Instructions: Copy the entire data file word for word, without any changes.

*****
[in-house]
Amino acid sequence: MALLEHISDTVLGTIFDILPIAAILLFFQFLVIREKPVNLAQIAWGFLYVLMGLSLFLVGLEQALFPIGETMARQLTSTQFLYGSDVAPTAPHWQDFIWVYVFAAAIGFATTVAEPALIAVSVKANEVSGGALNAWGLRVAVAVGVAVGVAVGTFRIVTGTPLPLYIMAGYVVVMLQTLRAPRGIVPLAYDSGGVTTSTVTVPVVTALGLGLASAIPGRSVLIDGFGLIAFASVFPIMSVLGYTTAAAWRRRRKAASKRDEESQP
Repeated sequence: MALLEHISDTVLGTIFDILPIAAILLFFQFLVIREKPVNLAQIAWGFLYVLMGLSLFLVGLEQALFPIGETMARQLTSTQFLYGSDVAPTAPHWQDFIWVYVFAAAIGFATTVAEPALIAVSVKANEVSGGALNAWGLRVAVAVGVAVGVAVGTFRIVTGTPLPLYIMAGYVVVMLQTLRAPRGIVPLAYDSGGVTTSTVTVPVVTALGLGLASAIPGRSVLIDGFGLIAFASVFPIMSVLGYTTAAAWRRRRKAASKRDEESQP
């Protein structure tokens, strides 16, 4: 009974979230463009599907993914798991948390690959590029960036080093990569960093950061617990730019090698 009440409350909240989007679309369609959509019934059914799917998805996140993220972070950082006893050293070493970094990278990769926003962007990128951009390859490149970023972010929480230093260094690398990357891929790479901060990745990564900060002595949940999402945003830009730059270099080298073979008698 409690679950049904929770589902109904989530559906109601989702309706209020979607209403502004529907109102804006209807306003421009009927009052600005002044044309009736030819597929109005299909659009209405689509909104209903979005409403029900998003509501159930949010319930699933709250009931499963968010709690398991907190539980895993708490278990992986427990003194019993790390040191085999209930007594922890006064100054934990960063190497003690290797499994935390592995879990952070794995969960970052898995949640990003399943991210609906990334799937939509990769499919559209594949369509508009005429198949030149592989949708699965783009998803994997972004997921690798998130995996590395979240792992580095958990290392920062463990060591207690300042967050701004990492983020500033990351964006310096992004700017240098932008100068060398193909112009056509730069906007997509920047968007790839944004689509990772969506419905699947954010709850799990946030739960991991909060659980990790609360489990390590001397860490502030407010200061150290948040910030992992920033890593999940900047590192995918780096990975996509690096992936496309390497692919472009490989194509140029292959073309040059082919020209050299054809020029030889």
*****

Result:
[in-house]
Amino acid sequence: MALLEHISDTVLGTIFDILPIAAILLFFQFLVIREKPVNLAQIAWGFLYVLMGLSLFLVGLEQALFPIGETMARQLTSTQFLYGSDVAPTAPHWQDFIWVYVFAAAIGFATTVAEPALIAVSVKANEVSGGALNAWGLRVAVAVGVAVGVAVGTFRIVTGTPLPLYIMAGYVVVMLQTLRAPRGIVPLAYDSGGVTTSTVTVPVVTALGLGLASAIPGRSVLIDGFGLIAFASVFPIMSVLGYTTAAAWRRRRKAASKRDEESQP
Repeated sequence: MALLEHISDTVLGTIFDILPIAAILLFFQFLVIREKPVNLAQIAWGFLYVLMGLSLFLVGLEQALFPIGETMARQLTSTQFLYGSDVAPTAPHWQDFIWVYVFAAAIGFATTVAEPALIAVSVKANEVSGGALNAWGLRVAVAVGVAVGVAVGTFRIVTGTPLPLYIMAGYVVVMLQTLRAPRGIVPLAYDSGGVTTSTVTVPVVTALGLGLASAIPGRSVLIDGFGLIAFASVFPIMSVLGYTTAAAWRRRRKAASKRDEESQP
């Protein structure tokens, strides 16, 4: 009974979230463009599907993914798991948390690959590029960036080093990569960093950061617990730019090698 009440409350909240989007679309369609959509019934059914799917998805996140993220972070950082006893050293070493970094990278990769926003962007990128951009390859490149970023972010929480230093260094690398990357891929790479901060990745990564900060002595949940999402945003830009730059270099080298073979008698 409690679950049904929770589902109904989530559906109601989702309706209020979607209403502004529907109102804006209807306003421009009927009052600005002044044309009736030819597929109005299909659009209405689509909104209903979005409403029900998003509501159930949010319930699933709250009931499963968010709690398991907190539980895993708490278990992986427990003194019993790390040191085999209930007594922890006064100054934990960063190497003690290797499994935390592995879990952070794995969960970052898995949640990003399943991210609906990334799937939509990769499919559209594949369509508009005429198949030149592989949708699965783009998803994997972004997921690798998130995996590395979240792992580095958990290392920062463990060591207690300042967050701004990492983020500033990351964006310096992004700017240098932008100068060398193909112009056509730069906007997509920047968007790839944004689509990772969506419905699947954010709850799990946030739960991991909060659980990790609360489990390590001397860490502030407010200061150290948040910030992992920033890593999940900047590192995918780096990975996509690096992936496309390497692919472009490989194509140029292959073309040059082919020209050299054809020029030889």